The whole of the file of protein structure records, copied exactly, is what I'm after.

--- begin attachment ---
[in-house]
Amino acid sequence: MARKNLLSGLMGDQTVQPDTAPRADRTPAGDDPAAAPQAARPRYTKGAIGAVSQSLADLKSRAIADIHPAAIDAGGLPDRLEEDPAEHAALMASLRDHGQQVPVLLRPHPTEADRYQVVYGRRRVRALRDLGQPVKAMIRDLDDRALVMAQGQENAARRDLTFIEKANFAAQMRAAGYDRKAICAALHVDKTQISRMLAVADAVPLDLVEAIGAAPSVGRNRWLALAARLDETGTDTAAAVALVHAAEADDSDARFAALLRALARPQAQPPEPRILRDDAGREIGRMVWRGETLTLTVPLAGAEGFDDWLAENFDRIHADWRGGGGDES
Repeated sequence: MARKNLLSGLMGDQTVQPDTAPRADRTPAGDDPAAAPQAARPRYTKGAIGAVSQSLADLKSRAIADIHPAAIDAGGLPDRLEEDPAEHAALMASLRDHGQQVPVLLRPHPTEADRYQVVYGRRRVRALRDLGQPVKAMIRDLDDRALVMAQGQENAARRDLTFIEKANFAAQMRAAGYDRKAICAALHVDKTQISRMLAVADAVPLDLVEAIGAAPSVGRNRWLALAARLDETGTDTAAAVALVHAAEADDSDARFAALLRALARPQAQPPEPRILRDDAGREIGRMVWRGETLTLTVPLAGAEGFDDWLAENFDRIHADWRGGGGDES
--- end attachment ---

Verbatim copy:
[in-house]
Amino acid sequence: MARKNLLSGLMGDQTVQPDTAPRADRTPAGDDPAAAPQAARPRYTKGAIGAVSQSLADLKSRAIADIHPAAIDAGGLPDRLEEDPAEHAALMASLRDHGQQVPVLLRPHPTEADRYQVVYGRRRVRALRDLGQPVKAMIRDLDDRALVMAQGQENAARRDLTFIEKANFAAQMRAAGYDRKAICAALHVDKTQISRMLAVADAVPLDLVEAIGAAPSVGRNRWLALAARLDETGTDTAAAVALVHAAEADDSDARFAALLRALARPQAQPPEPRILRDDAGREIGRMVWRGETLTLTVPLAGAEGFDDWLAENFDRIHADWRGGGGDES
Repeated sequence: MARKNLLSGLMGDQTVQPDTAPRADRTPAGDDPAAAPQAARPRYTKGAIGAVSQSLADLKSRAIADIHPAAIDAGGLPDRLEEDPAEHAALMASLRDHGQQVPVLLRPHPTEADRYQVVYGRRRVRALRDLGQPVKAMIRDLDDRALVMAQGQENAARRDLTFIEKANFAAQMRAAGYDRKAICAALHVDKTQISRMLAVADAVPLDLVEAIGAAPSVGRNRWLALAARLDETGTDTAAAVALVHAAEADDSDARFAALLRALARPQAQPPEPRILRDDAGREIGRMVWRGETLTLTVPLAGAEGFDDWLAENFDRIHADWRGGGGDES